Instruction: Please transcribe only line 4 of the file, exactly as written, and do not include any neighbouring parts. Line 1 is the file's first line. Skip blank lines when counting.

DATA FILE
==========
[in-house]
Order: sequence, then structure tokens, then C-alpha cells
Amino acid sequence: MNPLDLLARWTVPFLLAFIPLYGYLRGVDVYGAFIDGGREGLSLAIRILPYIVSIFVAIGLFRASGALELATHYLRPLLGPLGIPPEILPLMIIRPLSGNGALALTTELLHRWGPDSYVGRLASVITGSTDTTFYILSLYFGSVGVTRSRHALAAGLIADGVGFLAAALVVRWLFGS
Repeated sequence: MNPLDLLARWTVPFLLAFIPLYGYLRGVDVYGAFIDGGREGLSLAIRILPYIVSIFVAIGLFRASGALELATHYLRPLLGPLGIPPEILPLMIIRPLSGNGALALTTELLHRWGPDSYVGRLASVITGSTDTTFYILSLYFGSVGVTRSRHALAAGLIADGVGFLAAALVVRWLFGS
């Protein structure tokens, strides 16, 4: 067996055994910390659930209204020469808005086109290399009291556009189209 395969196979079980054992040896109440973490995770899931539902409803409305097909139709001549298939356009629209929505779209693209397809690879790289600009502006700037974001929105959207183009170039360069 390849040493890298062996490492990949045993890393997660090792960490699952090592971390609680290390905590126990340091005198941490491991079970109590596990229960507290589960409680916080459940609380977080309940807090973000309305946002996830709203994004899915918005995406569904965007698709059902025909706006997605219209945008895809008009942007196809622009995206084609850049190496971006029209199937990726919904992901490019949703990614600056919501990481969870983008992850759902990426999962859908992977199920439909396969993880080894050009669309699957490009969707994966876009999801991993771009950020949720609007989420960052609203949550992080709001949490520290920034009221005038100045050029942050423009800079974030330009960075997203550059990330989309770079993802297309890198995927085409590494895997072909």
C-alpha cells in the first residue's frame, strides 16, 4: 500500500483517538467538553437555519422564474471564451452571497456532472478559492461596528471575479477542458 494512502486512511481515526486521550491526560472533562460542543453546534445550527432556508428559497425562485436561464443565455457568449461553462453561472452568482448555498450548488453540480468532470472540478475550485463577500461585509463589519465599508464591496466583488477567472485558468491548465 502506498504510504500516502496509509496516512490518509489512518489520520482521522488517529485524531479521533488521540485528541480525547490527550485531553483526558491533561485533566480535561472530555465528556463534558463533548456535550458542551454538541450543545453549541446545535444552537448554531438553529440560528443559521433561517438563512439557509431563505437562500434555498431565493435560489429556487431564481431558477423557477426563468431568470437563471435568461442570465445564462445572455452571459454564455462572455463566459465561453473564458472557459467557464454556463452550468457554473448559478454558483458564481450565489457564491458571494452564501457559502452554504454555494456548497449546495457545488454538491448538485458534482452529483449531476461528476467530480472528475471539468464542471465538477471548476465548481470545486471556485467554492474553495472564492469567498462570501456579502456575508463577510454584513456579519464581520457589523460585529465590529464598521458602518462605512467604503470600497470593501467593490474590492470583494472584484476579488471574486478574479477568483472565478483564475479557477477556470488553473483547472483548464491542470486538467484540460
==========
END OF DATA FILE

Repeated sequence: MNPLDLLARWTVPFLLAFIPLYGYLRGVDVYGAFIDGGREGLSLAIRILPYIVSIFVAIGLFRASGALELATHYLRPLLGPLGIPPEILPLMIIRPLSGNGALALTTELLHRWGPDSYVGRLASVITGSTDTTFYILSLYFGSVGVTRSRHALAAGLIADGVGFLAAALVVRWLFGS